In 1934, a retired dentist from California named Francis Townsend wrote a letter to the editor of his local paper. He was 66 years old, unemployed and without any savings. His plan was simple: Every citizen over age 60 would receive a check from the government for $200, to be paid for by a 2% sales tax. Jonathan Alter writes that, “Within a year, five thousand ‘Townsend Clubs’ across the country represented between 2 and 5 million members – a powerful new elderly lobby poised to take Congress by storm.”
Inside the administration, Frances Perkins, FDR’s Secretary of Labor and the first woman to be appointed to the U.S. Cabinet, immediately began to advocate for a kind of “social insurance” for the elderly. During FDR’s first year in office, she made more than 100 speeches building support for the idea across the country and brought it up at almost every meeting of the Cabinet.
Poverty rates were already high among the elderly but skyrocketed during the Great Depression, with an estimated unemployment rate for those over 65 at well above 50%. Stories of the old and poor dying alone or starving to feed their grandchildren began to grow. In the midst of crisis, our country made a decision of a distinctly moral nature that the failure of the market to provide for our oldest citizens should no longer be tolerated. It was this moral decision that eventually created one of the key building blocks of FDR’s New Deal, Social Security.
It was a decision that proclaimed to the country and to the world that the value of our country’s citizens was not determined by the share of the GDP they produced. Instead, it argued that the productivity of a person was not the same as their worth to society. It said that our parents’ and grandparents’ security, and one day our own security, will be guaranteed not just because of the goods or services they and we might produce, but because of a bond of humanity that spans generations.
This recession, our current economic crisis, has brought us to a place where once again we have the opportunity to make these kinds of moral decisions. We are challenged to learn and be transformed. If we learn nothing from this crisis, then all the pain and suffering it is causing will be in vain. But if we can learn new habits of the heart, perhaps that suffering can be redemptive.
If we can regain our moral compass and find new metrics by which to evaluate our success, this crisis could become our opportunity to change.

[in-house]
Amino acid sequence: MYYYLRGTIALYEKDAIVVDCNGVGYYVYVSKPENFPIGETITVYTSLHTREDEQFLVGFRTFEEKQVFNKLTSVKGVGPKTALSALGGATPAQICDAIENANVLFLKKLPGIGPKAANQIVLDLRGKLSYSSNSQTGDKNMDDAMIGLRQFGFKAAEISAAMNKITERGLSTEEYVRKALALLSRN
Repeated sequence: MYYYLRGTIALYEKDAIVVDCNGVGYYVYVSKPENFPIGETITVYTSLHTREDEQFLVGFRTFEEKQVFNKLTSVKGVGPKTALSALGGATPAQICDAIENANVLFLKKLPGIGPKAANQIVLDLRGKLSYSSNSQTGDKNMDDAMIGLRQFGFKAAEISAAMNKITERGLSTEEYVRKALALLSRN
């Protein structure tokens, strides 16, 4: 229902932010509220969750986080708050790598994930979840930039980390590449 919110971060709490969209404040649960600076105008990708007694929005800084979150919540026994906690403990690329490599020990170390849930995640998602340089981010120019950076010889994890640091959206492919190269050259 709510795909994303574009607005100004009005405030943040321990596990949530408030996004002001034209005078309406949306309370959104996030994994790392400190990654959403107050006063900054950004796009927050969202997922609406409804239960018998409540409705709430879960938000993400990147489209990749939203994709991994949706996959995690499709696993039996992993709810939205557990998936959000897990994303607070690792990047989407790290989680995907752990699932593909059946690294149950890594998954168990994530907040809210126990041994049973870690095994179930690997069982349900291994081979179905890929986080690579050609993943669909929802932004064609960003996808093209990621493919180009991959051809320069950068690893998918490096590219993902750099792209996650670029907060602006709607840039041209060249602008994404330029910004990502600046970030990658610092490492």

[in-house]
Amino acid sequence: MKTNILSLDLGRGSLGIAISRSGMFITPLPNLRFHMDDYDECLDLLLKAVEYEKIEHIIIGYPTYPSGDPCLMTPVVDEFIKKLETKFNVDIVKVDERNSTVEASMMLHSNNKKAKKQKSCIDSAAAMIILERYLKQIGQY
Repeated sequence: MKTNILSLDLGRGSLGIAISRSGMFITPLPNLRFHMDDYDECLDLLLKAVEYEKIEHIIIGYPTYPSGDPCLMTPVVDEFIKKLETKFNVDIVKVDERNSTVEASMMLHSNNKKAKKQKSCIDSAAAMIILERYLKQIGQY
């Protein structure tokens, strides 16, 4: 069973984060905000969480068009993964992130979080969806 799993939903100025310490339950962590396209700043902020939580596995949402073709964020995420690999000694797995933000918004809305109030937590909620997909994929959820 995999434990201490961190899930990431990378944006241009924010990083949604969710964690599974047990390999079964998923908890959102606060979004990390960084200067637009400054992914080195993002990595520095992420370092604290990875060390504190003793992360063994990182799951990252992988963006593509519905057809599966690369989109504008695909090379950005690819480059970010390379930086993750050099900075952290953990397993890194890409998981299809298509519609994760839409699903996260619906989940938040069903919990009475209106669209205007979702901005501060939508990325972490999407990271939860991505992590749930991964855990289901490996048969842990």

The relationship between employer and employee is broken, with real wages falling for workers on the bottom and even in the middle, while pay for those at the top has climbed significantly. With quickly growing tent cities across the country we still have not made the decision that a roof over a family’s head should not be a luxury only for those who can afford it. We have yet to make the decision that health insurance is not just for those with a budget large enough to include it. As climate change continues at a pace unimagined just a few short years ago, we have yet to make the decision that caring for creation is a necessity, not an option.
These kind of moral decisions are not made by a single political leader or owned by any one political party. In a pluralistic society, moral authority is not vested in one religion, worldview or demographic. It is worked out through a democratic process by which the values and vision for what our country is and could be is determined.
Wealth sometimes temporarily hides from ourselves and from others the moral nature of the decisions we make and the decisions we do not make. When that is wiped away, the morality and immorality of our own decisions and the culture we have created become much more apparent. That is why moments like this offer great opportunity for moral clarity, an opportunity to clear up the confusion about what we believe and what our priorities are. Just as the Great Depression brought our country some moral clarity around poverty among seniors, this crisis could bring moral clarity to some of the great issues of our time – perhaps, for example, taking responsibility for our children in ways similar to how the previous generation took responsibility for the elderly. Our country has always been one of hope, and when hope is put to work, crisis becomes opportunity.